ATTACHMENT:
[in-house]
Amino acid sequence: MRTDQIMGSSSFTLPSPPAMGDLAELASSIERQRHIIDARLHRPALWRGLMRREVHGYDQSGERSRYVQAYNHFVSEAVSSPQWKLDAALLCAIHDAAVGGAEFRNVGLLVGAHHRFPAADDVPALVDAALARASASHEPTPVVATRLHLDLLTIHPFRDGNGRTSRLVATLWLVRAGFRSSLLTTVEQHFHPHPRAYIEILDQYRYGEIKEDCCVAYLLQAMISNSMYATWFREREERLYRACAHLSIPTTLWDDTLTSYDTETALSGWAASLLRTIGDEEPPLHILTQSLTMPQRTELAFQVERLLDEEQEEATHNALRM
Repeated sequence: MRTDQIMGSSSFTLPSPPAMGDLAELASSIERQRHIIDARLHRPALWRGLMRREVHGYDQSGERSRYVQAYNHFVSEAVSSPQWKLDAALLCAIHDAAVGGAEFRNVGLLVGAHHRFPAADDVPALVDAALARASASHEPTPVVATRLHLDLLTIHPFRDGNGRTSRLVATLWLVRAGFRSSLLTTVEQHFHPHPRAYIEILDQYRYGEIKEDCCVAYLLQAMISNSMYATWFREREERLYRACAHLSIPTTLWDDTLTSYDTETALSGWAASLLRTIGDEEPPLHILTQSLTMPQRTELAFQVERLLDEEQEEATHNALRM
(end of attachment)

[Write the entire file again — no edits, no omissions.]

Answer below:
[in-house]
Amino acid sequence: MRTDQIMGSSSFTLPSPPAMGDLAELASSIERQRHIIDARLHRPALWRGLMRREVHGYDQSGERSRYVQAYNHFVSEAVSSPQWKLDAALLCAIHDAAVGGAEFRNVGLLVGAHHRFPAADDVPALVDAALARASASHEPTPVVATRLHLDLLTIHPFRDGNGRTSRLVATLWLVRAGFRSSLLTTVEQHFHPHPRAYIEILDQYRYGEIKEDCCVAYLLQAMISNSMYATWFREREERLYRACAHLSIPTTLWDDTLTSYDTETALSGWAASLLRTIGDEEPPLHILTQSLTMPQRTELAFQVERLLDEEQEEATHNALRM
Repeated sequence: MRTDQIMGSSSFTLPSPPAMGDLAELASSIERQRHIIDARLHRPALWRGLMRREVHGYDQSGERSRYVQAYNHFVSEAVSSPQWKLDAALLCAIHDAAVGGAEFRNVGLLVGAHHRFPAADDVPALVDAALARASASHEPTPVVATRLHLDLLTIHPFRDGNGRTSRLVATLWLVRAGFRSSLLTTVEQHFHPHPRAYIEILDQYRYGEIKEDCCVAYLLQAMISNSMYATWFREREERLYRACAHLSIPTTLWDDTLTSYDTETALSGWAASLLRTIGDEEPPLHILTQSLTMPQRTELAFQVERLLDEEQEEATHNALRM